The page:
But Edward, York’s eldest son, was a better captain than he, and far fiercer and more cruel. He made the war much more savage than it had been before; and after beating the queen’s friends at Mortimer’s Cross, he hurried on to London, where the people—who had always been very fond of his father, and hated Queen Margaret—greeted him gladly. He was handsome and stately looking; and though he was really cruel when offended, had easy, good-natured manners, and everyone in London was delighted to receive him and own him as king. But Henry and Margaret were in the north with many friends, and he followed them thither to Towton Moor, where, in a snow storm, began the most cruel and savage battle of all the war. Edward gained the victory, and nobody was spared, or made prisoner—all were killed who could not flee. Poor Henry was hidden among his friends, and Margaret went to seek help in Scotland and abroad, taking her son with her. Once she brought another army and fought at Hexham, but she was beaten again; and before long King Henry was discovered by his enemies, carried to London, and shut up a prisoner in the Tower. His reign is reckoned to have ended in 1461.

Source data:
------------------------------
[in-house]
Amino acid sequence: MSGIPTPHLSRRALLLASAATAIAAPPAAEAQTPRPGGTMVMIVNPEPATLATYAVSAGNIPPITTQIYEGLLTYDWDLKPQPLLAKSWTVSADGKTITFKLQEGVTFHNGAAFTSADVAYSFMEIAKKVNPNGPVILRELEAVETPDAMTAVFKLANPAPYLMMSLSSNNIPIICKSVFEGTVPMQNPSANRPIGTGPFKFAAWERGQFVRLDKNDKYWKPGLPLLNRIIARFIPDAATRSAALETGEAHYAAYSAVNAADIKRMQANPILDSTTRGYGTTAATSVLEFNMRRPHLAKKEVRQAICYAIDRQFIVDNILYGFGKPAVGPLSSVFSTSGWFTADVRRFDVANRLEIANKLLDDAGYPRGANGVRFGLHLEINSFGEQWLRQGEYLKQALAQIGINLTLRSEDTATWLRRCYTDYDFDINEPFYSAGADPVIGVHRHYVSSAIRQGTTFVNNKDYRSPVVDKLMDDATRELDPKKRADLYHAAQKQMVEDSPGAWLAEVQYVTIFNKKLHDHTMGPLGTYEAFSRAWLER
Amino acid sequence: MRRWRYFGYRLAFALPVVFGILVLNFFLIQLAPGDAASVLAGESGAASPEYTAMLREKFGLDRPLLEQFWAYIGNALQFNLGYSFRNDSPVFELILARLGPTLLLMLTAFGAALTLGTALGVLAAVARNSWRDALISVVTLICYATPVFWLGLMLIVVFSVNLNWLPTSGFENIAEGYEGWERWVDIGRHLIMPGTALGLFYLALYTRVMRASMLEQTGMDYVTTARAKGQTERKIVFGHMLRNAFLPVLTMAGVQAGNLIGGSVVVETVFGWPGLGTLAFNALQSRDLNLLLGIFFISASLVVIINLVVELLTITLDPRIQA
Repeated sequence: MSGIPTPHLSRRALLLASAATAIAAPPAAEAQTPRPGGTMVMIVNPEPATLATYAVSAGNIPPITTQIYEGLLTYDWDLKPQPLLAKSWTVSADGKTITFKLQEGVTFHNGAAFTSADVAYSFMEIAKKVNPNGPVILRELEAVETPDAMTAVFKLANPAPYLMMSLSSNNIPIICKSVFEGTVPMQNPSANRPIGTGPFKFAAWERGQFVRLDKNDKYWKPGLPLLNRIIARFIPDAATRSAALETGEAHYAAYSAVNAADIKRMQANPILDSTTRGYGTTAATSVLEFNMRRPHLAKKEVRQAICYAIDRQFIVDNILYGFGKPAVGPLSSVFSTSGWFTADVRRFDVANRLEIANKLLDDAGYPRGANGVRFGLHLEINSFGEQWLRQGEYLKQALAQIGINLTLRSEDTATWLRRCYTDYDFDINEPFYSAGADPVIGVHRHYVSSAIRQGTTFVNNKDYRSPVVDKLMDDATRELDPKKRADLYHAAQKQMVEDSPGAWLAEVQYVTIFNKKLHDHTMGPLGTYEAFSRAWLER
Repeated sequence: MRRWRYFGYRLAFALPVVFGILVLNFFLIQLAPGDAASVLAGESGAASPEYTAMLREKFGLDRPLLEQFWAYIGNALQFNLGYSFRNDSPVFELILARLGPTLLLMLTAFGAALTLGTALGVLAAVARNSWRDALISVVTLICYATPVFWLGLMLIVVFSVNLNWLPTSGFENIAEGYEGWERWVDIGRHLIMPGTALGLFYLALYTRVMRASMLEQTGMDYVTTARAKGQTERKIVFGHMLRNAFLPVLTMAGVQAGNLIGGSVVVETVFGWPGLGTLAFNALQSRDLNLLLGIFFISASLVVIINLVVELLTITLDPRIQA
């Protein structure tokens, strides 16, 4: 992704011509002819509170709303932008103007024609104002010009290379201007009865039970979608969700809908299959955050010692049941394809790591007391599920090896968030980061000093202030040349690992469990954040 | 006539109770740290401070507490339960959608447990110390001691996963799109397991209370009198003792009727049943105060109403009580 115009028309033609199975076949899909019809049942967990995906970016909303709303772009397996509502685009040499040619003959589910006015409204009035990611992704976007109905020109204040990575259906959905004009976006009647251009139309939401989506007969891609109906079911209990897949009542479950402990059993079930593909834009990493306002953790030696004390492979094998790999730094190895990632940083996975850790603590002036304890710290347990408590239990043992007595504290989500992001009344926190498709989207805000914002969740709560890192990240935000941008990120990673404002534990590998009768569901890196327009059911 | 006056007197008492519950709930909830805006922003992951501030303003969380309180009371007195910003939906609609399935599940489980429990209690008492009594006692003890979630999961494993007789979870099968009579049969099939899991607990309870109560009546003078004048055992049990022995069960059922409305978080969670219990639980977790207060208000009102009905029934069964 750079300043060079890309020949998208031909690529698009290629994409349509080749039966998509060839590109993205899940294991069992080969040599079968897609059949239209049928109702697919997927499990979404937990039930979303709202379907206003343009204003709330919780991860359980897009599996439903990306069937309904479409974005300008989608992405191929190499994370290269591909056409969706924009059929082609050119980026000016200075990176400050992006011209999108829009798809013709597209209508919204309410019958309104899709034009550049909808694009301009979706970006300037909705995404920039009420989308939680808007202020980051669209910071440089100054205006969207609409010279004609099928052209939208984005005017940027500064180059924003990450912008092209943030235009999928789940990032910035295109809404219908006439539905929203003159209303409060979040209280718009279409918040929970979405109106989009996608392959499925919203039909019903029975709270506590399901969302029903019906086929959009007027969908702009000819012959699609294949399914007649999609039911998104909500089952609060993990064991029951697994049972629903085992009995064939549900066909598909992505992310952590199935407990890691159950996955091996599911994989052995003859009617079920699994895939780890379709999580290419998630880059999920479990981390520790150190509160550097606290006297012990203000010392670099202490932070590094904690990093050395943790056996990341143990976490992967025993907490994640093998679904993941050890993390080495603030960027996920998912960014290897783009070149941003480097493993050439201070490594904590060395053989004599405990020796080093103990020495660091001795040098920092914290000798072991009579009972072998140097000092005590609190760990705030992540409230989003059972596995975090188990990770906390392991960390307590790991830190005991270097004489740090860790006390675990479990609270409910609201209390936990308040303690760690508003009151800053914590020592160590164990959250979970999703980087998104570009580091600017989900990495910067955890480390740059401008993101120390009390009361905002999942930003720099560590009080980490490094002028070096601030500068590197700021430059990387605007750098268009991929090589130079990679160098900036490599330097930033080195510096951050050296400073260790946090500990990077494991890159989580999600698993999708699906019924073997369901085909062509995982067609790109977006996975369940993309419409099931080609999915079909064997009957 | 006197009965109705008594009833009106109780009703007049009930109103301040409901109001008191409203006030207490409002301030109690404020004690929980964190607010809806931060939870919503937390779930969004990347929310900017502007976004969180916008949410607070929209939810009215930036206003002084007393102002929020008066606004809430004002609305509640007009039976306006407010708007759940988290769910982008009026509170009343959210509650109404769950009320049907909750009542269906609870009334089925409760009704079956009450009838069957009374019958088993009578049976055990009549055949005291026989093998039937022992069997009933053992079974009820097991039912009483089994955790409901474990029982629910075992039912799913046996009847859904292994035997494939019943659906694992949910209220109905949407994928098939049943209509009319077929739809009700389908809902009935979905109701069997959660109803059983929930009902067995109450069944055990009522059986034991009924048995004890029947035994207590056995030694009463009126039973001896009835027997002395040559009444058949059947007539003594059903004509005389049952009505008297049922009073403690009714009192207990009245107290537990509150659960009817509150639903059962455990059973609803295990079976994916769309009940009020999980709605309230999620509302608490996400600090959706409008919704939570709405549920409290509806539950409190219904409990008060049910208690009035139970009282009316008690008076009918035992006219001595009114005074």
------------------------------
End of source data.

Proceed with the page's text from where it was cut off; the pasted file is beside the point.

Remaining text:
Edward IV. A.D. 1461—1483.
Though Edward IV. was made king, the wars of the Red and White Roses were not over yet. Queen Margaret and her friends were always trying to get help for poor King Henry. Edward had been so base and mean as to have him led into London, with his feet tied together under his horse, while men struck him on the face, and cried out, “Behold the traitor!” But Henry was meek, patient, and gentle throughout; and, when shut up in the Tower, spent his time in reading and praying, or playing with his little dog.